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Press Release

Former General Counsel for BVU Pleads Guilty

For Immediate Release
U.S. Attorney's Office, Western District of Virginia
G. Walter Bressler Admits to Federal Conspiracy Charge

ABINGDON, VIRGINIA – For the second time in as many days, a former official with the Bristol Virginia Utilities Authority pled guilty to federal conspiracy charges United States Attorney John P. Fishwick Jr. announced today.

G. Walter Bressler, 73, of Bristol, Virginia, waived his right to be indicted and pled guilty this afternoon in the United States District Court for the Western District of Virginia in Abingdon to a one count Information charging him with conspiracy to commit program fraud and having knowledge of the actual commission of felony and concealing such felony from the United States.

“Mr. Bressler had a requirement as general counsel for BVU to ensure they were following the law and he failed in that duty,” United States Attorney John P. Fishwick Jr. said today. “

“Public corruption, which includes the illegal mishandling of taxpayer funded programs, is the FBI’s highest criminal investigative priority.  The Bristol Virginia Utilities Authority mess is an example of what can happen when corruption is tolerated by government officials and employees,” said Adam S. Lee, Special Agent in Charge of the FBI’s Richmond Division.

“Today’s plea is a reminder that IRS-CI will remain vigilant in our investigation of these financial fraud schemes and will continue working with our law enforcement partners to combat this type of criminal conduct,” said Thomas Jankowski , Special Agent in Charge, IRS Criminal Investigation, Washington D.C. Field Office.

According to evidence presented at today’s hearing by Assistant United States Attorney Zachary T. Lee, Bressler was employed as General Counsel for BVU from January 1, 2009 to March 1, 2015. As part of his duties as General Counsel, Bressler was involved in the negotiations between Company #1 and BVU. BVU entered into an agreement with Company #1 that if BVU signed a contract for services with Company #1, then Company #1 would pay to entertain BVU executives, to include Bressler, and BVU Board Members and employee during a site visit in Dallas, Texas in November 2011. This entertainment included the payment of hotel expenses, limousine services, meals and tickets to a Dallas Cowboys football game, including access to a luxury box. In all, Company #1 paid more than $10,000 to entertain BVU executives and Board Members during the weekend of November 5, 2011 and November 8, 2011. Company #1 entered into a contract with BVU for the amount of $4,496,096.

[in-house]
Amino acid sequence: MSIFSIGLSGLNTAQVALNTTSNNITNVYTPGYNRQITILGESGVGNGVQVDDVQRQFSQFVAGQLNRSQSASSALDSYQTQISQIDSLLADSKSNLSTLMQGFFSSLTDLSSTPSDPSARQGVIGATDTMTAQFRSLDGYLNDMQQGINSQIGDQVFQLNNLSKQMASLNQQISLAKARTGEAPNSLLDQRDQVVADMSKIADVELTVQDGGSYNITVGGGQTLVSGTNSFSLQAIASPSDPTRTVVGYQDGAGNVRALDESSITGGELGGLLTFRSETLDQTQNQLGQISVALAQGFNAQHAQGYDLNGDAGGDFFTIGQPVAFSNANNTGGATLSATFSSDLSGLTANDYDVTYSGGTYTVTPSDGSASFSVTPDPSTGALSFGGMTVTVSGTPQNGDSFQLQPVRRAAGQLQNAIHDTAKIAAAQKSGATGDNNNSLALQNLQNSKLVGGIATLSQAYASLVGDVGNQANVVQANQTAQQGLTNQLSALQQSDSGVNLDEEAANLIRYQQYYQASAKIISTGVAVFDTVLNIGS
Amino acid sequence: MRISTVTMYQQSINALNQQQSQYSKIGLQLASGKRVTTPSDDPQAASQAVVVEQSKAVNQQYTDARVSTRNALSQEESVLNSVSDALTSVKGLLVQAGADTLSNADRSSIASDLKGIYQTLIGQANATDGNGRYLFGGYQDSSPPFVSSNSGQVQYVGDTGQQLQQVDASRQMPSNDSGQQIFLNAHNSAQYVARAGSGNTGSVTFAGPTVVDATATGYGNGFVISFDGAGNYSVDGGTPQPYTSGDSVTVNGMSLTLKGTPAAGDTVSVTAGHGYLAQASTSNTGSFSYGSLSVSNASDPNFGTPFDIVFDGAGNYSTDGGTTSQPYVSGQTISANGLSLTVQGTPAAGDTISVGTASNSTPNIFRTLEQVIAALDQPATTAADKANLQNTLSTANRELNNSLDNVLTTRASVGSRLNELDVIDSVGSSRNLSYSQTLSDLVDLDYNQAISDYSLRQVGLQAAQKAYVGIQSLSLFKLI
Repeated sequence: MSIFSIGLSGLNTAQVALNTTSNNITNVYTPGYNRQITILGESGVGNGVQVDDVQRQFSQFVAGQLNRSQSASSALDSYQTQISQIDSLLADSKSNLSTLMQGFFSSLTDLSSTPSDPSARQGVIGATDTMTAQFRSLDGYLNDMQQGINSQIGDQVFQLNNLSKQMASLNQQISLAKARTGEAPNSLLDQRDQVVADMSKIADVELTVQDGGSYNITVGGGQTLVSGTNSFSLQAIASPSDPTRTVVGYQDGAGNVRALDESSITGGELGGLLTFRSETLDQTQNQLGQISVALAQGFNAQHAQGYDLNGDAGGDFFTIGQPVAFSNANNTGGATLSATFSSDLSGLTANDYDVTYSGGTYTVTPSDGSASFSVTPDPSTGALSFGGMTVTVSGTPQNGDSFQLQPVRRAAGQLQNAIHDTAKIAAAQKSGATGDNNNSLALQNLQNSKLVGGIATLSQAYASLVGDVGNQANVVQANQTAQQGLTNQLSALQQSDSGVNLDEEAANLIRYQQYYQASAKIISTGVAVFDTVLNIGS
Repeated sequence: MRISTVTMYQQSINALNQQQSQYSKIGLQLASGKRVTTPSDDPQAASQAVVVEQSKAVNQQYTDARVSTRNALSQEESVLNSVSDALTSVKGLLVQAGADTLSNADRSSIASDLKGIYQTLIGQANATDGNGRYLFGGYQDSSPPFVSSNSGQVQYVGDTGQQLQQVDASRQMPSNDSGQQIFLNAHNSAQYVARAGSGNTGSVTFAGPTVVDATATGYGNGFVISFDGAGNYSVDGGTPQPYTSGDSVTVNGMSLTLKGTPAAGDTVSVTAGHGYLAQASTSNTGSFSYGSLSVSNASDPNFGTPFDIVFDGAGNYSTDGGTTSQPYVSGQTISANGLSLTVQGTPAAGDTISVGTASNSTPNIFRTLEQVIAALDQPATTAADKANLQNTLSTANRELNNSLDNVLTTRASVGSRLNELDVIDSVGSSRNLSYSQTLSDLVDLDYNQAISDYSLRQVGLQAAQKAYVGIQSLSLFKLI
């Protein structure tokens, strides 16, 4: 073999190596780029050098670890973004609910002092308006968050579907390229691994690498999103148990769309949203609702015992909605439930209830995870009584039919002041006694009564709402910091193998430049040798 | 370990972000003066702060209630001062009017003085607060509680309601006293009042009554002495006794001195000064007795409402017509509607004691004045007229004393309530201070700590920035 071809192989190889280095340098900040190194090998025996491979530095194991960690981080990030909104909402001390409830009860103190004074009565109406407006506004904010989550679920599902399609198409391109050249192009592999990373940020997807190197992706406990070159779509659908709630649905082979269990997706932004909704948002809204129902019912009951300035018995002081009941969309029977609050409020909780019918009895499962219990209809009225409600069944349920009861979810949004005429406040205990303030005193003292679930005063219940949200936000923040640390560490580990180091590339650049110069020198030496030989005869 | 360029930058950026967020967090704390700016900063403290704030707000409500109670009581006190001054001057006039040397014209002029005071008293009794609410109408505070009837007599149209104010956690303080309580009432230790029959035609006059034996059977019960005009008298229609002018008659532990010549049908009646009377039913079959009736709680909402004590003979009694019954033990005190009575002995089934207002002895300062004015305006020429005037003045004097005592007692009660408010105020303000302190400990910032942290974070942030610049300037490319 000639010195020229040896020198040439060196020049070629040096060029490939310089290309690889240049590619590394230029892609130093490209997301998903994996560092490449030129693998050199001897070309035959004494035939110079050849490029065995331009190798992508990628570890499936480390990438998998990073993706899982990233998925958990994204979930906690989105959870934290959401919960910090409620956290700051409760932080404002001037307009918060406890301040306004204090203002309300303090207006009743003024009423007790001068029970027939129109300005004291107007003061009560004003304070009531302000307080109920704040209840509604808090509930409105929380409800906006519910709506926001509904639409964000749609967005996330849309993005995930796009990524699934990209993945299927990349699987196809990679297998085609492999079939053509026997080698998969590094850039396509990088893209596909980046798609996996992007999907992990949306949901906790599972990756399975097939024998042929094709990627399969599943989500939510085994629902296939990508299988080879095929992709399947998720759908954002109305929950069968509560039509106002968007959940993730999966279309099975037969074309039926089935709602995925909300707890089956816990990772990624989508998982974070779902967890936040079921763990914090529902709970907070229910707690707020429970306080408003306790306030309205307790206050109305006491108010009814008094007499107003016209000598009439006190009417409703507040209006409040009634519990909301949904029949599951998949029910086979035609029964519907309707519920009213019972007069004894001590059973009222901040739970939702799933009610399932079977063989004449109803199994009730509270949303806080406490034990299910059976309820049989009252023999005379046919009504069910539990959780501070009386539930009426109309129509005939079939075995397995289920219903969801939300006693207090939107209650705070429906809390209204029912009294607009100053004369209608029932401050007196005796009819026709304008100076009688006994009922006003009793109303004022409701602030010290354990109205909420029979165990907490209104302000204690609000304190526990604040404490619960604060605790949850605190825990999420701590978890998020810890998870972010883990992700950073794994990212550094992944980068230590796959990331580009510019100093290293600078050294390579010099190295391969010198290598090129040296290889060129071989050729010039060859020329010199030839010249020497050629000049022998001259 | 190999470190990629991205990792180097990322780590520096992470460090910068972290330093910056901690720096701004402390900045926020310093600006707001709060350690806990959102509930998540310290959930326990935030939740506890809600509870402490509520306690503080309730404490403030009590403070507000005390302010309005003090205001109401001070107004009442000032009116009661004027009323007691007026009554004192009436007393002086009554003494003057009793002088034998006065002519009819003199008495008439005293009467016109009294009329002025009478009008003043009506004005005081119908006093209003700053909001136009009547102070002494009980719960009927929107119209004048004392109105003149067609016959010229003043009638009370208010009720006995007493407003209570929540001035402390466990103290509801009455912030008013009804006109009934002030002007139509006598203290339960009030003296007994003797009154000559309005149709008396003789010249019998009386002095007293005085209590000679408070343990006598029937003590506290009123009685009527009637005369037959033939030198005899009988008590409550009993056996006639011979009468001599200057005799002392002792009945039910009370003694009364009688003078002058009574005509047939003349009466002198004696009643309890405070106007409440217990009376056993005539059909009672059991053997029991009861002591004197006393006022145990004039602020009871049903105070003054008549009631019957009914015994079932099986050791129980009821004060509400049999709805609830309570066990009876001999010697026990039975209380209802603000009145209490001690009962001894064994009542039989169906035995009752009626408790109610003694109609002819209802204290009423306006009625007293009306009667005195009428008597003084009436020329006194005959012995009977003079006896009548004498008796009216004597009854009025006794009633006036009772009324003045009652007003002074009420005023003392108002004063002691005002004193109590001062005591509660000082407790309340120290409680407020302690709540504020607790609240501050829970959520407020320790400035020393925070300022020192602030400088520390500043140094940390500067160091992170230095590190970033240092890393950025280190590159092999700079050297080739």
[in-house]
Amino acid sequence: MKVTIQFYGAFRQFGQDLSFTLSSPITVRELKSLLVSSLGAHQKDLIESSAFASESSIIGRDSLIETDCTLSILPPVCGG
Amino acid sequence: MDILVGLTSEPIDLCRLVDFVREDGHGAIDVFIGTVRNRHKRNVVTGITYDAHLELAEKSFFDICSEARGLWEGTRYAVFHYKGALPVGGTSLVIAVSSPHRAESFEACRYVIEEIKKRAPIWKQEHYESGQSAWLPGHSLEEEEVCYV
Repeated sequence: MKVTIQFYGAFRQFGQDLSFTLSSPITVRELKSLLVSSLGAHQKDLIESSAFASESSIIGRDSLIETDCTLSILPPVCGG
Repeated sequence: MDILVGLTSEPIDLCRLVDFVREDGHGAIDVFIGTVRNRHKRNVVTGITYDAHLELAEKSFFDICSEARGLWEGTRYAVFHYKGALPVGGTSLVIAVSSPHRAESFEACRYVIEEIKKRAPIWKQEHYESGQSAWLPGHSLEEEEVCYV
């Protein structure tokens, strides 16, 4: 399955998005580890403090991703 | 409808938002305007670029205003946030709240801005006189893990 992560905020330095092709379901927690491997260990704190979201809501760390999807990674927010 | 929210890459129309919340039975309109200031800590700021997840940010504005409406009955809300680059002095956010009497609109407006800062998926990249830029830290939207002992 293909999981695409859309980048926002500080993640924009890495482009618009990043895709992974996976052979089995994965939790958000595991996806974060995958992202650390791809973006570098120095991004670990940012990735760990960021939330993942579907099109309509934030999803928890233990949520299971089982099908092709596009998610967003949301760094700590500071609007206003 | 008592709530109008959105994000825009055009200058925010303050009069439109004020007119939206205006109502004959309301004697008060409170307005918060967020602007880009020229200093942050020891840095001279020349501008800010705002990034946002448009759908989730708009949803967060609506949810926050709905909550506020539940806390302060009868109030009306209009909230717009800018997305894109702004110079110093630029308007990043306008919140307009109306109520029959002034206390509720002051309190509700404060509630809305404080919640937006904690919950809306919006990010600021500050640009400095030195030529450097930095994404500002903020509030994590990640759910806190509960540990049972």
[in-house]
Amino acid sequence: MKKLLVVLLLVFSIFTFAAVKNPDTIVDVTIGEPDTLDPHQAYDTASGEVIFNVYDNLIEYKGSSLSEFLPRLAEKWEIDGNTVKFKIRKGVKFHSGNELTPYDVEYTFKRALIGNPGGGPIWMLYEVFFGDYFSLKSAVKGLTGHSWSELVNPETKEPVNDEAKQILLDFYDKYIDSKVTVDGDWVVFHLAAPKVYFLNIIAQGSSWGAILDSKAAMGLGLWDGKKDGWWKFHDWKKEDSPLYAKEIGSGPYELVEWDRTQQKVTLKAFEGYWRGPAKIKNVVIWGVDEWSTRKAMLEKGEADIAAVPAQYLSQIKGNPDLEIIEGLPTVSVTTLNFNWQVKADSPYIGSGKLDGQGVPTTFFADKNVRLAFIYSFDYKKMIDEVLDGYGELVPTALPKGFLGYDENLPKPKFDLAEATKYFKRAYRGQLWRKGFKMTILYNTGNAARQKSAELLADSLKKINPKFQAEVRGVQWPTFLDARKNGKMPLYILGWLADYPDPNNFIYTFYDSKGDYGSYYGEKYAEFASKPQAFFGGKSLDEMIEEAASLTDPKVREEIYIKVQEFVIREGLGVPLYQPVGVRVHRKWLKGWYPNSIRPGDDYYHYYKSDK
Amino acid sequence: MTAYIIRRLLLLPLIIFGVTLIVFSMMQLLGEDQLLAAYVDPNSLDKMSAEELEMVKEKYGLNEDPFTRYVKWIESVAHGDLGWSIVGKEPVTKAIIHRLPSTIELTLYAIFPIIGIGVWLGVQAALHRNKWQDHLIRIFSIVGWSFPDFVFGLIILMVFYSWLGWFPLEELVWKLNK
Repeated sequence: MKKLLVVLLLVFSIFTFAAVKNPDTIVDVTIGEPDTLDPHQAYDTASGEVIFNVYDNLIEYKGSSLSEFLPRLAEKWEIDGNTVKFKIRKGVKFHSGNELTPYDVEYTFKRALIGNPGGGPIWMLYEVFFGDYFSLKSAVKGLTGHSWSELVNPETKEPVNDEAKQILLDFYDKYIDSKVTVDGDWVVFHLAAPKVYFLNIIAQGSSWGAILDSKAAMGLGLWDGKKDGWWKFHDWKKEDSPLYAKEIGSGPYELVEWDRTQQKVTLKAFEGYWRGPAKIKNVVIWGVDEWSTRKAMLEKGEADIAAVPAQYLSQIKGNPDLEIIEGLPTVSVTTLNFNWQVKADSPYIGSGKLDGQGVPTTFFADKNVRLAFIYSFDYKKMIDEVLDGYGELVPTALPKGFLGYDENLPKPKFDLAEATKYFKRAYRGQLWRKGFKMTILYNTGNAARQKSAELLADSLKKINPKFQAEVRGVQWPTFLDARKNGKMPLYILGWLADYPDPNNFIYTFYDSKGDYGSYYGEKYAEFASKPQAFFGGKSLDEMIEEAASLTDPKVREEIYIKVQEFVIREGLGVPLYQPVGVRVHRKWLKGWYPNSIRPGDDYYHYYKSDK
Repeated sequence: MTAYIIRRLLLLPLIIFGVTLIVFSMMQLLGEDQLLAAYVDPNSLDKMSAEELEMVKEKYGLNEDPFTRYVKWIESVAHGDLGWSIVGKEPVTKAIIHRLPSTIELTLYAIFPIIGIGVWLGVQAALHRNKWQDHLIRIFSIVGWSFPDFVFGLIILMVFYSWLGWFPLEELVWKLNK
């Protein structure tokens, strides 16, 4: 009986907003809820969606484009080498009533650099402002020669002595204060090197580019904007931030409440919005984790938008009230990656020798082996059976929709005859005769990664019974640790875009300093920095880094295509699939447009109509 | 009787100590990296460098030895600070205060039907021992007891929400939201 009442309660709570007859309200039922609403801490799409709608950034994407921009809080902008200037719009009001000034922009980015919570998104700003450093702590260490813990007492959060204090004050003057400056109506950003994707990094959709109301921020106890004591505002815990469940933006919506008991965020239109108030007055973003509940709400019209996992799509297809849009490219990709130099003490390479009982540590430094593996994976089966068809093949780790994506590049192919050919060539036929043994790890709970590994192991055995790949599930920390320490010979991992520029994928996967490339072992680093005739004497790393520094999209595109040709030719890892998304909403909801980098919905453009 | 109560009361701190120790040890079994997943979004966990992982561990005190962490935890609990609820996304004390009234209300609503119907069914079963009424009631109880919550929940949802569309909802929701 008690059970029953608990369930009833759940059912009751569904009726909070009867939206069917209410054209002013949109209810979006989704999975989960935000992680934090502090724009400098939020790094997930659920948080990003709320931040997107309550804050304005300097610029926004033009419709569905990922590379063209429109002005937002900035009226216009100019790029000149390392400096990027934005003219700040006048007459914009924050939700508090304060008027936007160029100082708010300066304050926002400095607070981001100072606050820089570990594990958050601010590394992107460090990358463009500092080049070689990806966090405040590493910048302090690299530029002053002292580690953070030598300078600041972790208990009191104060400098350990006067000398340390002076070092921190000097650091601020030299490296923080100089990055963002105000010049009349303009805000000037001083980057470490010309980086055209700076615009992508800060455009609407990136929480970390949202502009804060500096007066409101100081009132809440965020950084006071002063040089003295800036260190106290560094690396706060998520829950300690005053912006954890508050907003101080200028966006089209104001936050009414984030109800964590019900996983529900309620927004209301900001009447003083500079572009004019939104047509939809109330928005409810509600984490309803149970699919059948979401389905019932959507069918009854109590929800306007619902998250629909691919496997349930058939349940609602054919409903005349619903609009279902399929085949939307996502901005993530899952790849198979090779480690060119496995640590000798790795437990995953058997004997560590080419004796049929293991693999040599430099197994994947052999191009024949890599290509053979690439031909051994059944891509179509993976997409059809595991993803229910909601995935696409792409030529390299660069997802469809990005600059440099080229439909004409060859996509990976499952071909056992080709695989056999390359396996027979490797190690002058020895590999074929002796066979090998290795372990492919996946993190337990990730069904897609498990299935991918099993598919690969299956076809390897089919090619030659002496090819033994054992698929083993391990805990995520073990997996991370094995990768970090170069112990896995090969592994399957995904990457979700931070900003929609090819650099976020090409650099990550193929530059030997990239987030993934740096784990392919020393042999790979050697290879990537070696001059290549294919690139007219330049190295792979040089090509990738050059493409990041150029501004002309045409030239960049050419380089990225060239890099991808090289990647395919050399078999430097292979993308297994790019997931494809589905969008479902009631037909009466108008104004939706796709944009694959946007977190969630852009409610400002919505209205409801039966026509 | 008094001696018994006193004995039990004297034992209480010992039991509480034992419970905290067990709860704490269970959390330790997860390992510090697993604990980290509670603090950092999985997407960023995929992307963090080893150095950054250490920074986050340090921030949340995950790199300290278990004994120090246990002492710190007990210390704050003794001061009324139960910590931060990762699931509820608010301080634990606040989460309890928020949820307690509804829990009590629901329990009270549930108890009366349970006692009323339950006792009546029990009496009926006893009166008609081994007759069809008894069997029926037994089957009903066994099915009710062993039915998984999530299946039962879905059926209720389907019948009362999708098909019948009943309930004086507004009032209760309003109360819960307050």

On or about and between August 2013 and September 31, 2013, allegations of misconduct on the part of Wes Rosenbalm were brought to the attention of the BVU Board of Directors and Bressler. These allegations were discussed in multiple board meetings during executive sessions, during which Bressler was present.

On September 16, 2013 a BVU Board of Directors Meeting was held, after entering into executive session, the BVU Board of Directors, with Bressler present, discussed the implications of the alleged misconduct of Rosenbalm, specifically the BVU Board of Directors discussed the receipt of tickets by Rosenbalm from vendors and contractors engaged in business with BVU and the implications that the acceptance of those gifts violated the Virginia Procurement Act.

BVU Board Members also discussed the possibility that vendors who were not awarded contracts in favor of those who gave gifts were going to “raise all kinds of ruckus.” During the course of the executive session, board members, with Bressler present, discussed the possibility that other BVU employees, specifically, Stacy Pomrenke and David Copeland, were also mentioned as being involved in illegal activity associated with vendors of BVU.

During the September 16, 2013 executive session, BVU Board Members, with Bressler present, had specific discussions about violations of federal law, the types of violations that had occurred and the consequences of those violations. However, following those discussions neither any of the Board Members or Bressler decided to contact law enforcement with the information that state and federal law had been violated, but instead determined it was best to provide Wes Rosenbalm with a severance package in hopes that any allegations of misconduct by Rosenbalm, other BVU employees, or BVU Board Members would not be made public or become known to law enforcement.

On or about September 25, 2013, the BVU Board of Directors entered into an agreement with Rosenbalm to pay Rosenbalm a severance package of $269,420 in return for his resignation as CEO of BVU.

BVU Board Member #1, independently, and without support of the Board of Directors, brought his concerns about misconduct at BVU to the attention of law enforcement on or about October 21, 2013.

The investigation of the case was conducted by the Federal Bureau of Investigation and the Internal Revenue Service, Criminal Investigation.  Assistant United States Attorney Zachary Lee and Special Assistant United States Attorney Kevin Jayne prosecuted the case for the United States.

Updated April 7, 2016

Public Corruption